Craigs mantra for EWO is, “Get them off of you. Keep them off of you.” KCC, developed by Aaron Jannetti, Eli Knight, and Mike Cheney, is the supplemental grey area of knife defense. I couldn’t tell you which course I learned more because to me its comparing key lime pie and sugar cookies; I need both. Both are amazing.
After I trained under Aaron at Unlisted a few months ago, he mentioned his Virtual Instructor Course for KCC he was starting up in March. I was super skeptical about it being online and honestly was at a point that I really didn’t feel I could add more to my jelly roll pan-of-a-plate that was piled high. I was however, impressed with the little nuances of his teaching; the small things that he seemed to know were important in the grand scheme of self-defense. I liked his open personality and call to those around him to constantly strive to be better. So, I agreed not having really any clue what I was getting myself into, outside of the fact that I knew I would likely benefit somewhere from it. I had never used Zoom, nor Dropbox, nor really any virtual meeting thing outside of Facetime. So yeah, right off the bat, beneficial. I didn’t know what to expect and if I am being real with the internet right now, I will say I thought it was going to a sort of, glance-at-it-once-a-week thing. It wasn’t. I needed a partner.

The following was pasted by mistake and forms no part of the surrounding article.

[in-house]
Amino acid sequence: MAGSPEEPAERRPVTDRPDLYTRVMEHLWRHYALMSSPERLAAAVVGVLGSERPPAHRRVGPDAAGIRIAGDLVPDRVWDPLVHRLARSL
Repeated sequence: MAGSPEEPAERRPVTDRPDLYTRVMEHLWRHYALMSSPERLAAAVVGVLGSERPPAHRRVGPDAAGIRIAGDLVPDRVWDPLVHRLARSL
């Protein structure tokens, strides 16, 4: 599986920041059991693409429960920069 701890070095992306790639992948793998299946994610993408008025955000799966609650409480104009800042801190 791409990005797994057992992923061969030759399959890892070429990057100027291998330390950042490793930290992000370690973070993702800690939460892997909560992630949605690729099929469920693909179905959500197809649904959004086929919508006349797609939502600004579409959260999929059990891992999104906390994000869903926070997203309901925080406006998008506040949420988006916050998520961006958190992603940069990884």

KCC Instructor’s Course was super involved if I wanted to do it right, and it was so much so that even Ryan couldn’t join me to be my drill dummy for each meeting. I don’t know what my expectations were, but I quickly realized this was not going to be something I could skate by with. There were going to be actual people across the United Stated holding me accountable to my material. Fifteen minutes before the first virtual class I grabbed Lili and five minutes in, realized she was going to be vital to my success.